A recent study revealed that over two-thirds of all American pet owners have left their TVs or radios on for their pets. The problem is that the television channels our pets end up watching or listening to often do more harm than good, because constant talk becomes an overpowering irritant, or the programming contains loud music or sounds interspersed with louder commercials, meaning the dog never receives an auditory break.
DogTV is the first television channel specifically and scientifically designed to be watched by dogs. What makes DogTV different, however, is its steadfast commitment to providing both an aural and visual environment which is tailored specifically to the needs of today’s domesticated dog.
What Makes DogTV Different?
- The colors and frequencies of the visual and audio content on the channel are specially designed to resonate positively with our canine companions.
- Contrary to popular belief, dogs do not just see in black and white – yellows and blues can be easily distinguished unlike the colors green and red, which appear gray (part of the reason a dog cannot always find that red rubber toy when it is laying on green grass).
- DogTV has recalibrated its video feed to suit dogs’ primary visual capabilities.
Timing Is Everything
Another unique aspect of DogTV is that unlike other dog-targeted media content, it does not attempt to simply calm the dog down – an approach which can sometimes cause the dog to suffer from boredom or anxiety. Victoria Stilwell and other experts have guided DogTV's development process, while Tufts University's Dr. Nicholas Dodman has helped make sure that the channel’s 24/7 content follows certain timing rhythms.
For example, instead of simply playing calming music and showing pictures of lulling oceans, DogTV’s content also slowly introduces and alternates between more stimulating scenes from the dog’s point of view.
This ensures that throughout the several hours a lonely dog is home with DogTV on in the background, there are periods of subtly increased motion and tempo, resulting in a dog that is periodically and almost imperceptibly stimulated, helping to minimize the boredom which can often result in destructive behavior.
This content is also interspersed with periods of ‘exposure’ where dogs might hear, for example, the distant sound of a vacuum cleaner played at very low levels, providing gradual exposure which effectively desensitizes dogs to everyday domestic environmental sounds, preventing noise sensitivities and phobias from ever occurring.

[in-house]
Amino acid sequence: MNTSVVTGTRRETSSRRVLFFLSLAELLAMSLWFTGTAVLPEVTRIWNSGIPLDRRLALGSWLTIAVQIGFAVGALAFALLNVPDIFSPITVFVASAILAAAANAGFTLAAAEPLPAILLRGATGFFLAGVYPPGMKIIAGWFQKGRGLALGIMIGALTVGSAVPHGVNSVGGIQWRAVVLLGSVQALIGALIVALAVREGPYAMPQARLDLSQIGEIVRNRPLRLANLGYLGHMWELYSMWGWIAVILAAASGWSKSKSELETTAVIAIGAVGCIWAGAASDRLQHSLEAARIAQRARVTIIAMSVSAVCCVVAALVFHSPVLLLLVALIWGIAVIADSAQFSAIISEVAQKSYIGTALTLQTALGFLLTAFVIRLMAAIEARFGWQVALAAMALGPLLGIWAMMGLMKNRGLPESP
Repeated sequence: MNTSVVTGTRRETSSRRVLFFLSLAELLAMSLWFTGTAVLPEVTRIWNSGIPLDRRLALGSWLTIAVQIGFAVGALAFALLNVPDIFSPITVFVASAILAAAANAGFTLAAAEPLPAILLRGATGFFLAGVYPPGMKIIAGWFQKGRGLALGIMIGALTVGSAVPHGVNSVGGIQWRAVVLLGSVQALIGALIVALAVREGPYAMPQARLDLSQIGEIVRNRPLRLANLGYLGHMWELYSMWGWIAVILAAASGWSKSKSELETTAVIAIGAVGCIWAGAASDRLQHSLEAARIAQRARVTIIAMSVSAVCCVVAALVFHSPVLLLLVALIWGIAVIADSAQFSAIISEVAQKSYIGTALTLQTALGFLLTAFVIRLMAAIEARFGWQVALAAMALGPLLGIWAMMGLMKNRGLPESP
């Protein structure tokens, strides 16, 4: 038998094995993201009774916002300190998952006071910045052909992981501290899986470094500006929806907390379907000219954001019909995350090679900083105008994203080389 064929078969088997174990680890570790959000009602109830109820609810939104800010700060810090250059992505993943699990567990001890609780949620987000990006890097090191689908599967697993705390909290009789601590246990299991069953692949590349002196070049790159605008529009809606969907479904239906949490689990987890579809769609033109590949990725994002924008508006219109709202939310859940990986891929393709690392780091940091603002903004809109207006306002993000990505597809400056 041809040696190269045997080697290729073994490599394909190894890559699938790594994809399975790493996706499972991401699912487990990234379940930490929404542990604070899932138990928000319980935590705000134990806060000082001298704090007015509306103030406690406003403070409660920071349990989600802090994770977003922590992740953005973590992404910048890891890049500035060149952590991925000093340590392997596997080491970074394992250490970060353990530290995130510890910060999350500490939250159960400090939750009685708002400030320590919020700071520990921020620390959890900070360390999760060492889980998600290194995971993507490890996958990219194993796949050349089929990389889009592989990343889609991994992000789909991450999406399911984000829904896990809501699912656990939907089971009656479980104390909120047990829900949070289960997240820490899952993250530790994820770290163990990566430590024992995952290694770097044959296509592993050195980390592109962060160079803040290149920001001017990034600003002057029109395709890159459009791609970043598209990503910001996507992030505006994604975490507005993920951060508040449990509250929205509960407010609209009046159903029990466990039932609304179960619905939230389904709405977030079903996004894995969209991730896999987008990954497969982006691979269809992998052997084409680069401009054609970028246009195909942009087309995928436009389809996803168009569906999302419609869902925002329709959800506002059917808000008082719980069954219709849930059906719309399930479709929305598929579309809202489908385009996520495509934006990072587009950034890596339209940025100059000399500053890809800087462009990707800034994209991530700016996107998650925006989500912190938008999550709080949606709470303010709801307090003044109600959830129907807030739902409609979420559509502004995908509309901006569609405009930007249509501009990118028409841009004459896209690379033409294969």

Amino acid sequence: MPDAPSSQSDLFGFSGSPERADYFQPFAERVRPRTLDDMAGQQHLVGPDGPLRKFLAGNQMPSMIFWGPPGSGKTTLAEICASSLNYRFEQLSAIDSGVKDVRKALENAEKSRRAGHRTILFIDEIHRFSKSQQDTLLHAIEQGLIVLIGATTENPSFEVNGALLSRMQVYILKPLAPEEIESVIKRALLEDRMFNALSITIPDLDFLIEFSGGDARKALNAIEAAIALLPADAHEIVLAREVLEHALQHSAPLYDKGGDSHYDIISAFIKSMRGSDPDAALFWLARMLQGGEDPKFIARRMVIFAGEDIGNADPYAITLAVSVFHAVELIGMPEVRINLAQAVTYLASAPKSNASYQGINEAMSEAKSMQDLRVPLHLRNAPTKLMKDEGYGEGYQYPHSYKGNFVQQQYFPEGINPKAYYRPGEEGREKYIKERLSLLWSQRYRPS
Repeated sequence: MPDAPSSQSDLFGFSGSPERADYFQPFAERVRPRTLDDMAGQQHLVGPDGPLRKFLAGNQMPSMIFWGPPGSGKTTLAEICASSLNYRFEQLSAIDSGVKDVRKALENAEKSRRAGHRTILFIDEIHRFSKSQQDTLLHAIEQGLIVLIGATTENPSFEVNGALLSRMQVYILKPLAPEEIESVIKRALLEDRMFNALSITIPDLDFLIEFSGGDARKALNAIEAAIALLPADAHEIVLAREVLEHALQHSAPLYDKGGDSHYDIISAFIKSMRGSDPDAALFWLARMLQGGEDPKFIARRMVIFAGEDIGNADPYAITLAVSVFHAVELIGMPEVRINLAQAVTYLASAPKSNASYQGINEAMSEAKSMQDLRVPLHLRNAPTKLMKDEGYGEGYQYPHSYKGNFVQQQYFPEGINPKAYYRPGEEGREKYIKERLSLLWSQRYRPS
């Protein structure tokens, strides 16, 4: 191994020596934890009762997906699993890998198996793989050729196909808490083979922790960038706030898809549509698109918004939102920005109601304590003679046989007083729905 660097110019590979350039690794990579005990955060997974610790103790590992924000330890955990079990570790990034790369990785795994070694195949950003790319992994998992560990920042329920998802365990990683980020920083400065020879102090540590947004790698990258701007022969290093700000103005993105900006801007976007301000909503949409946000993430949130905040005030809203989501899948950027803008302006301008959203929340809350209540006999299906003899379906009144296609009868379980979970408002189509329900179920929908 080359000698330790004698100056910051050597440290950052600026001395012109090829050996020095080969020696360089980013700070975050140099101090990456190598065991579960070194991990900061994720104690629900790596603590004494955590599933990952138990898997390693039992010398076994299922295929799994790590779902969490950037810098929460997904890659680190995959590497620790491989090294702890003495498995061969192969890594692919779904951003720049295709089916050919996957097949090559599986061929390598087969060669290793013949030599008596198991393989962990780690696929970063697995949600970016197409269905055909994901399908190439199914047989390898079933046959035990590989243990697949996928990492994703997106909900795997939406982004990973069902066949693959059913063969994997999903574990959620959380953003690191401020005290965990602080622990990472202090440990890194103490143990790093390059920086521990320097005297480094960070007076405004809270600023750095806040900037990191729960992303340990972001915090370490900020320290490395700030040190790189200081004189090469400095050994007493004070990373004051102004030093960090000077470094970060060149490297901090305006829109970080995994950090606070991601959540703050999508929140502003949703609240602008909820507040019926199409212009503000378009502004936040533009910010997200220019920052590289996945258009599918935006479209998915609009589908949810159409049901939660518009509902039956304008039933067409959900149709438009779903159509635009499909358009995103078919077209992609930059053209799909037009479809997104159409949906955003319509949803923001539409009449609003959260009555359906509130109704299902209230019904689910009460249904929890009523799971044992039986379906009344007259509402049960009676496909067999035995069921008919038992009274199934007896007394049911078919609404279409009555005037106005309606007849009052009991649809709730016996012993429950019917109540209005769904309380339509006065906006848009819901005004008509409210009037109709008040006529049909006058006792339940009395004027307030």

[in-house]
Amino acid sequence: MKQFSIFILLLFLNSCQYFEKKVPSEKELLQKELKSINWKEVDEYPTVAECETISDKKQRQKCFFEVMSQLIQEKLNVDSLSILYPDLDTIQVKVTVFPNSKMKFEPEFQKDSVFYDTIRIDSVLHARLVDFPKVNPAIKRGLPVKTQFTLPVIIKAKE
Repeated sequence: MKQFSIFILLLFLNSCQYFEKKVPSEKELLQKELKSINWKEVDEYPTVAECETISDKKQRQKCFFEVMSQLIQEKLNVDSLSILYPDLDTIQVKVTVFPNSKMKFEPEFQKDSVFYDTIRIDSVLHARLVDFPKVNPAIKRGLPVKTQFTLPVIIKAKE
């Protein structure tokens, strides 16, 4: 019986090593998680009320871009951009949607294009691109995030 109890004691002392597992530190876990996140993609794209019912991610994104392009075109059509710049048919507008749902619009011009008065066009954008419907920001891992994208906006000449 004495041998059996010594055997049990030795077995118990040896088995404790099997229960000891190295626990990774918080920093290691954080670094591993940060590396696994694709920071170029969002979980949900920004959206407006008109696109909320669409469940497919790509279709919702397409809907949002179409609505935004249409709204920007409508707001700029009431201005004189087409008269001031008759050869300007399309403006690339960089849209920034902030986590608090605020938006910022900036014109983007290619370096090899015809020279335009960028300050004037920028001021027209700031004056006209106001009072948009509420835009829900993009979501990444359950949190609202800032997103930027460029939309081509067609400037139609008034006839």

How to Use DogTV Correctly
DogTV is not designed to be ‘must see TV’ for our dogs, and it is perfectly ok for dogs not to want to become couch ‘pet’atoes once it is switched on. To the contrary, the real value in DogTV can be found in those long hours when people are not around and dogs are otherwise either completely under stimulated or suffering from separation distress.
DogTV is yet another valuable tool to help enrich a dog’s overall domestic experience as well as easing loneliness on separation but should not replace a dog’s daily need for exercise and other forms of mental enrichment.
- Before you leave your dog alone with DogTV, take time to watch the content with your dog for short periods over a couple of days or have the channel on in the background when you are home with your dogs.
- Watching the footage with your dog will ensure that his reaction to the content can be monitored. It is not DogTV’s aim to produce a nation of dogs that bark at the television when their owners are away.
- Moreover, introducing the channel to a dog when a valued person is present will help provide a positive association between the content and the comfort that the person’s presence provides, making it easier for a dog to cope when that person leaves.
More information can be found at www.dogtv.com.
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Articles from Victoria Stilwell
- Why I’m Not a Purely Positive Dog Trainer
- Becoming a Dog Trainer
- Social Bullying
- Does Your Dog Respect You?
- Differences Between Male and Female Dogs